Ro, was intent on making peace. In perhaps the episode's best sequence, she returns to the bridge and faces the crew to say good-bye. She follows Riker and Picard into the Captain's ready room and is stunned when Riker asks to speak on her behalf at the memorial service that Data has announced will be held in Ten-Forward. This was an intriguing bonus to the episode, given that Riker and Ro's relationship could have been described contentious at best. After Riker departs, Ro steps up to speak to Picard and surprisingly finds herself still intimidated by him even when she's dead. Nevertheless, she thanks him for having faith in her and trusting her. The entire segment was very nice and nuanced work from Forbes.You have to wonder how hard it was for the rest of the cast to act as though they couldn't see or hear Geordi and Ro. Those were masterful scenes, particularly from Patrick Stewart in the Captain's ready room and Gates McFadden in sick bay. Kudos to both the director and the performers in those scenes.

Geordi, meanwhile, realizes that the answers to what happened to them lay on the Romulan ship and gets Ro. They hitch a ride back to the ship the shuttle which is when they witness Data and Worf's discussion of death.

Once on the Romulan ship, Geordi finally convinces Ro that they are not dead after discovering that the accident that crippled the Romulan ship was caused by an experiment using a phase inverter and a cloaking device. They weren't dead, they were just out of phase with their surroundings.They learn that in order to cover up their experiments, the Romulans planned on sending particles through a tractor beam to contaminate the Enterprise's engines causing the ship to explode when it jumped into warp drive. Geordi and Ro hurry back to the Enterprise, desperate to find a way to communicate the danger to their crew. Unfortunately, so does the Romulan officer (Thomas Kopache) who was also phased. He follows them to the Enterprise to stop them. He chases Ro through the ship and she is ultimately saved by Geordi who pushes him through an outer wall and into space.They eventually manage to find a way to reverse the effects of the phasing and materialize in Ten-Forward in the middle of their own memorial service, just in time to prevent the ship from going to warp drive and exploding.

I enjoyed re-watching "The Next Phase" for this article. For me, it was an entertaining change of pace episode. When the episode initially aired some had problems with a variety of the technical aspects of the story, like if Geordi and Ro could walk through walls, why didn't they sink through the floor? But, for me, I'm going to take the Ro Laren, emotional position and say what I enjoyed most about it were not the sci-fi aspects of the story, but the human element. And just FYI, our original story did not contain Romulans or Chroniton particles. However, the ideas of the frustration a character would face when existing in a different plane and not being able to convince friends and loved ones they weren't dead were all ours. We just had it happen to a completely different character. When we sold the story idea to the show we wrote a spec script for it, just in case they changed their minds and wanted our whole story. Ironically, in that spec script, never seen by the show, the most in-depth discussion of death rituals involved another character and Worf. We even came to the same conclusion about there being a celebration of the life that was presumed lost.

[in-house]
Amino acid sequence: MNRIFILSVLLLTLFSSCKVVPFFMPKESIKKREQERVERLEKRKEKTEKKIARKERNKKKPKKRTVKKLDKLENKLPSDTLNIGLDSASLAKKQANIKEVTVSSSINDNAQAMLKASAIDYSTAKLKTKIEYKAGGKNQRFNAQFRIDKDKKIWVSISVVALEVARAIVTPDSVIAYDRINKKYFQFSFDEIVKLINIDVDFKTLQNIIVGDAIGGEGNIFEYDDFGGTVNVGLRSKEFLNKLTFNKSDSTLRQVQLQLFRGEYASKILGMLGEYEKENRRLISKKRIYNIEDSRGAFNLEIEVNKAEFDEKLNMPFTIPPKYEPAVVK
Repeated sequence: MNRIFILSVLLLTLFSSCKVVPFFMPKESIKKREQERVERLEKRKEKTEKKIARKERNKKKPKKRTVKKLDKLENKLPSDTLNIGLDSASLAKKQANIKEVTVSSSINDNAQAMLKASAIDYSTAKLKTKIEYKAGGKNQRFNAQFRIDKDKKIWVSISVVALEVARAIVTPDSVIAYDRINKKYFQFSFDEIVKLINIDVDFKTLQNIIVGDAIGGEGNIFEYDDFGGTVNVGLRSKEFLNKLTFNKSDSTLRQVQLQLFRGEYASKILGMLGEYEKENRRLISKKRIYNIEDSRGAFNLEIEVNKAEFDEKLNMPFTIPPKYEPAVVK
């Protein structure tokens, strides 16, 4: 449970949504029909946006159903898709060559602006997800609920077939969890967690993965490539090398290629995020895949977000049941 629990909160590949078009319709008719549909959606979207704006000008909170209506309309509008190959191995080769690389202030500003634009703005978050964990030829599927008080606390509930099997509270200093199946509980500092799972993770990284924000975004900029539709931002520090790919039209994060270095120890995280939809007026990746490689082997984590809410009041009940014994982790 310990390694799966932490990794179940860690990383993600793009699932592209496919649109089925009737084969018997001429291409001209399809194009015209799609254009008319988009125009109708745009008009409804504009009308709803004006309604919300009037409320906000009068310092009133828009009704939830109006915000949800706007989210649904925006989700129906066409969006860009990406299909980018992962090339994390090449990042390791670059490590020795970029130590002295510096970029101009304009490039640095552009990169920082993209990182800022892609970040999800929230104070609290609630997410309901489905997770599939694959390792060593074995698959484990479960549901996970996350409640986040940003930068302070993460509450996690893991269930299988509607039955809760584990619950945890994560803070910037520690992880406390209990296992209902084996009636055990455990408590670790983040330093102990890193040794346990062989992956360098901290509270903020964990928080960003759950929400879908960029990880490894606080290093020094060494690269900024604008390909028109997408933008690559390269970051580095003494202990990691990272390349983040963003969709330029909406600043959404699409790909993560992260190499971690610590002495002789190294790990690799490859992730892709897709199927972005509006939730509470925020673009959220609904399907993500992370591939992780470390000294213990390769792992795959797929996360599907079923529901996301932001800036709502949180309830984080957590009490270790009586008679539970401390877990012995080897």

One final bit of trivia about Star Trek: The Next Generation "The Next Phase", according to IMDB- this was intended to be a cost-cutting "bottle episode" but instead ended up being one of the most expensive episodes produced during Season Five.Thank you for indulging me and allowing me to share my minuscule place in Star Trek history with you on this Throwback Thursday. What is your favorite Star Trek: Next Generation episode? Do you remember watching "The Next Phase?" What were your thoughts? Discuss in the comments below.